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Canadian astronomers mount lobby effort

Naturevolume 409page123 (2001) | Download Citation


Tired of meagre grant support and alarmed at their possible exclusion from international projects, Canadian astronomers are mounting an aggressive lobbying campaign to win more financial support.

Canadian astronomy is rated third in the world in terms of citations per paper, despite, Canadian astronomers claim, the government spending seven times less per head than the United States.

But Canadian astronomers say they will be unable to maintain their position without a significant financial boost. “The rules of the game have changed,” says University of Calgary astronomer Russ Taylor, president of the Canadian Astronomical Society. “Astronomy is becoming more international and the stakes are getting bigger.” More resources are needed, he says, for his country to participate in the observatories of the future.

The Coalition for Canadian Astronomy, which is made up of academics and industrialists, has been formed to persuade the government to increase funding. “A campaign of this kind, which puts all astronomy under a single umbrella, is a first for us,” says Ralph Pudritz, an astronomer at McMaster University, Ontario, who serves on the coalition's executive committee. “We're slowly catching on to the American way of doing things.”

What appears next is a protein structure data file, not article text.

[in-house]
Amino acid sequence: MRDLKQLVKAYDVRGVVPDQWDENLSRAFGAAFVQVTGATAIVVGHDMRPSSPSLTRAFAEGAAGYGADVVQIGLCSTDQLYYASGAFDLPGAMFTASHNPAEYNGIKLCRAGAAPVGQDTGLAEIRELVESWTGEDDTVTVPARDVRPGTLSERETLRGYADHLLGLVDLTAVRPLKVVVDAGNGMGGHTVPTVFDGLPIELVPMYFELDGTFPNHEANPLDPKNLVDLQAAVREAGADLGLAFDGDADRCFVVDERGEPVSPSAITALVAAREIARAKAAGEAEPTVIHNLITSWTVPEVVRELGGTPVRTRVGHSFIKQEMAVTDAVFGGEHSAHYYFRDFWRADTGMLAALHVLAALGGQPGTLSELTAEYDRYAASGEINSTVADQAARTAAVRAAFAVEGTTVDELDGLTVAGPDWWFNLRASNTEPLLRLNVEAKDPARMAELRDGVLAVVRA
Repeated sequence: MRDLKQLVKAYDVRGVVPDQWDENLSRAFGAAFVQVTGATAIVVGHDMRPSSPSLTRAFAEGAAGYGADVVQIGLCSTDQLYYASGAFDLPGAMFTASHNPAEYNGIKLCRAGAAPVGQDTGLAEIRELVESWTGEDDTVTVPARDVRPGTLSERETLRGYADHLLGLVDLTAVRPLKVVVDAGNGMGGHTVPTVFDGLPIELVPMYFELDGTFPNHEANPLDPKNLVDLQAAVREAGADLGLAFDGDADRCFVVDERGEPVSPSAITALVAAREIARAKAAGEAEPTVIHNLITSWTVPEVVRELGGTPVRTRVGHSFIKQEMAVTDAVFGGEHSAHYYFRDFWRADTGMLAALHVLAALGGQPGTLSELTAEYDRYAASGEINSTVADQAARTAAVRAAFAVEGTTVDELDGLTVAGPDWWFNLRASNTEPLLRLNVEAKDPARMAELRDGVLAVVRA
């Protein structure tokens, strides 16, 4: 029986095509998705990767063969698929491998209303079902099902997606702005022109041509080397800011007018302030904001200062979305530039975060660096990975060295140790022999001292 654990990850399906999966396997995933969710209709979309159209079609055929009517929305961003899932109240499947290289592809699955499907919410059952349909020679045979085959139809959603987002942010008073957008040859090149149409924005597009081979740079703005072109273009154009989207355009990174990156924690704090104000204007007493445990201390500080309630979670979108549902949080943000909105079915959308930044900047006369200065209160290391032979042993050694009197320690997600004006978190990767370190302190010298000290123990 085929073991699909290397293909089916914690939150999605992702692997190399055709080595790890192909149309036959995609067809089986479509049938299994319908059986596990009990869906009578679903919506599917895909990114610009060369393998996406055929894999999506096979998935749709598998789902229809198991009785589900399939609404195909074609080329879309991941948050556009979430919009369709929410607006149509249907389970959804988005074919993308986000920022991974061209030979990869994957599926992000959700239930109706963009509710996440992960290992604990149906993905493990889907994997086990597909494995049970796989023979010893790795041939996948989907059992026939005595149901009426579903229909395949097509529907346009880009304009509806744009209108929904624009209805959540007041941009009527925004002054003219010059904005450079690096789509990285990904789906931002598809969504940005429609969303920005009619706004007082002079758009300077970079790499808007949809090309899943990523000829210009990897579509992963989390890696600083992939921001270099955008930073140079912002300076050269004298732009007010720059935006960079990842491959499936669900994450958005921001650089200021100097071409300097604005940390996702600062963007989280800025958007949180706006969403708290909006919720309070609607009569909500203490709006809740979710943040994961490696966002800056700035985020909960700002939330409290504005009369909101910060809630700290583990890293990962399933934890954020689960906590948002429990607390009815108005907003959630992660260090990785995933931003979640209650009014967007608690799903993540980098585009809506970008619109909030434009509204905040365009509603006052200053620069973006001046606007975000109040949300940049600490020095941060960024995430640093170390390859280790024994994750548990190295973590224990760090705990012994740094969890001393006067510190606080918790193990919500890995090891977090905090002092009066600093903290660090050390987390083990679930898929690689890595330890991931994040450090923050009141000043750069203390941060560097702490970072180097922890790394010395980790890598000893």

Pudritz chaired a national panel that authored a report, published last summer, which set priorities for Canadian astronomy over the next decade. The coalition wants to implement this plan. “We're making the case as an entire community, rather than vying for support for individual projects as we've done in the past,” Pudritz says.

High hopes: Canadian astronomers hope to join the Next Generation Space Telescope project. Credit: NASA

The coalition is calling for Can$16.4 million (US$10.9 million) per year over the next ten years for ground-based astronomy; about twice the current funding. The top priority will be involvement in the Atacama Large Millimeter Array (ALMA) in Chile, destined to become the world's most powerful radio telescope in millimetre and sub-millimetre wavelengths.

Last month, Canada's National Research Council and the US National Science Foundation reached an agreement to give Canadian astronomers access to ALMA and all major US radio observatories.

Researchers also aim to contribute to the designs of the Square Kilometre Array, a centimetre-wavelength radio telescope, and the Very Large Optical Array.

The coalition is seeking Can$75 million over ten years to allow participation in NASA's Next Generation Space Telescope and another Can$25 million for the European Space Agency's Planck mission to study cosmic background radiation.

Taylor and other coalition members were in Ottawa this week, lobbying members of parliament. “This is make or break for us,” says Pudritz. “If we're not part of the world observatories, recruitment efforts will suffer and we'll lose our edge within a decade.”


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